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Did plants get that climate change memo?

Monday, July 22, 2013, by Guillermo Terrazas
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I open my sleepy eyes; it is 5 am and my hand cannot make it to the alarm clock before the voices in my head start telling me that it is too early to wake up. I take a deep breath, put my feet on the cold floor and get ready. I stare out the window trying not to fall asleep as I wait for my ride. I see lights coming down the road and head downstairs pretending I am a ninja, trying not to wake the other residents.

Fast forward 3 hours. I am sitting in front of my computer thinking about how great my morning workout went. And how juicy and delicious were those blueberries and pineapple chunks that I had for breakfast? I check my email for instructions from my mentor; he tells me to download satellite data and manipulate it in order to understand the effect of the Urban Heat Island on deciduous Phenology using my coding skills.

I look down for a moment and then smile, realizing how nerdy and silly it is to get so excited about doing something like that. I love what I do! Have you ever wondered how plants know that it is time to lose their leaves in the winter? Or how they know when it is time to wake up in the spring? The study of these biological cycles is called phenology. As of now we know that phenology is driven by temperature. What we do not know however, is how the expected rise in global temperature will affect the phenology of vegetation.

[The Pheno club.]If you weren't aware, cities are much warmer than their surrounding rural areas; this is called the Urban Heat Island effect. What I am doing is taking these areas and using them as a proxy to understand how the phenology of rural areas will behave in the future. I use satellite information that works by remote sensing in order to quantify these concepts.

Conducting this research is very important because we have found that warmer temperature increases the growing season of vegetation, and that has implications across a variety of different disciplines. Longer growing seasons mean more water usage and a change in the atmosphere's carbon budget, among other things.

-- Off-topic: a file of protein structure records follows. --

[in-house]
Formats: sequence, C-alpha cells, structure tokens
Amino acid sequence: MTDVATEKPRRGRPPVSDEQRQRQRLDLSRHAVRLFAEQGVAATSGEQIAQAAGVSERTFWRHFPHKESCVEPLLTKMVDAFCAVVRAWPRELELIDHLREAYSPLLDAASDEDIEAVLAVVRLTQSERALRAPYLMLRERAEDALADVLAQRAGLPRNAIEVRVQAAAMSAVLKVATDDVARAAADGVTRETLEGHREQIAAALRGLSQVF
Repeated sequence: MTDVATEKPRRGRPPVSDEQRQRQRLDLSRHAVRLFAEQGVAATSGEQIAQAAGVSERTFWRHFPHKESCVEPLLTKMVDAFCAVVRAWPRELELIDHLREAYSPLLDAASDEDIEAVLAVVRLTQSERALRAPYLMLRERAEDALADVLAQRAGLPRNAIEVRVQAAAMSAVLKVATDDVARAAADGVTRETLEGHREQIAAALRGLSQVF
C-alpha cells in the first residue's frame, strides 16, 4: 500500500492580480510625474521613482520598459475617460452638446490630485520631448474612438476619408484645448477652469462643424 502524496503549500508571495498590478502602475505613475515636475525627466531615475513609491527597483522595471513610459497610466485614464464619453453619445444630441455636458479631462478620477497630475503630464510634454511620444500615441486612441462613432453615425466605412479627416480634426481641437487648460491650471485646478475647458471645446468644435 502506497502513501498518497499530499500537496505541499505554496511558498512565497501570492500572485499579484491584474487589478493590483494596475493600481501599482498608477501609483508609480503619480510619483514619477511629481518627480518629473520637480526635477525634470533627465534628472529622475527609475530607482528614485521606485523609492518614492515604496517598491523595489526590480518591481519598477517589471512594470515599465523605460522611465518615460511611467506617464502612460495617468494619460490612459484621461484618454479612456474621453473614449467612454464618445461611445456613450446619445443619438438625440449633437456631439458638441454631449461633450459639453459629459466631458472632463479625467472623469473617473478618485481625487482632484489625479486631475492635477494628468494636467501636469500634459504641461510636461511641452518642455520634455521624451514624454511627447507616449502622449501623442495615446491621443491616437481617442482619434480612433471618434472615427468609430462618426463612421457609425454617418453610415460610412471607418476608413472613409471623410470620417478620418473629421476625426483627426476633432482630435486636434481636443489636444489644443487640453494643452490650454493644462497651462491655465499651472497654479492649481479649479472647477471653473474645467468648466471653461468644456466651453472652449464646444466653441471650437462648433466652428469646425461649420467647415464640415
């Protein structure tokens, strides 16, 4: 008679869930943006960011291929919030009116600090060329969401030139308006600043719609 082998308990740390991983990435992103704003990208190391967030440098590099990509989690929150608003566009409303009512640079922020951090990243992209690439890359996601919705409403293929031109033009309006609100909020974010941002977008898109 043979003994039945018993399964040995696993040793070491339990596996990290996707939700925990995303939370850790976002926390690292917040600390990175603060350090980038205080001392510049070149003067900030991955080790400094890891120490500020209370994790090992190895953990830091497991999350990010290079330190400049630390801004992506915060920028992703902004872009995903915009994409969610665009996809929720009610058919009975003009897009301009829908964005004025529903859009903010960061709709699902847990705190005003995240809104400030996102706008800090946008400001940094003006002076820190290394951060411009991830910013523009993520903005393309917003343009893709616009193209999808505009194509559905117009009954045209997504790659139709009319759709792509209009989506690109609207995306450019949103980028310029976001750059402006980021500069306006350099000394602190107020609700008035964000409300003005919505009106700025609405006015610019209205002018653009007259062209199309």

After I send my findings to my mentor in the afternoon, I go to dinner and have dinner prepared by our cook; his name is Tim and honestly, he makes some of the very best food that I have ever had. I bet some people have already posted about that but I don't care, it can't be said enough.

Life outside of work has been such an incredible experience for me. There are 28 people here including the proctors, and I have learned a lot from every single one of them. I work with three other guys; we call ourselves the Pheno Club. These dudes will be my friends for life, and I love working with them!

[Break time!]Each of them has something special that I appreciate. Dmitri the amazing brain, David the peaceful and calm figure, and Arturo the warm and super friendly person. I am truly blessed to have been part of their group.

Everyone here is so smart in their own way, it has been a true honor to have been part of their lives and share this experience with them. My roommate James is a character, he makes my day with his witty comments.

I will definitely keep in touch with most people here. At the end of the day what I take from this program is the amazing experience and to appreciate how much it made me grow as a person.

Guillermo Terrazas

Quirky Q&A with "Memo"

If you had a snail that could magically grant wishes, what would you name it? 


Who or what inspires you and why? 

My father inspires me for so many different reasons on so many different levels, I have the utmost respect and love for that man.

What's your first memory? 

I solved maxwell's equations using the icing on the cake for my first birthday. 

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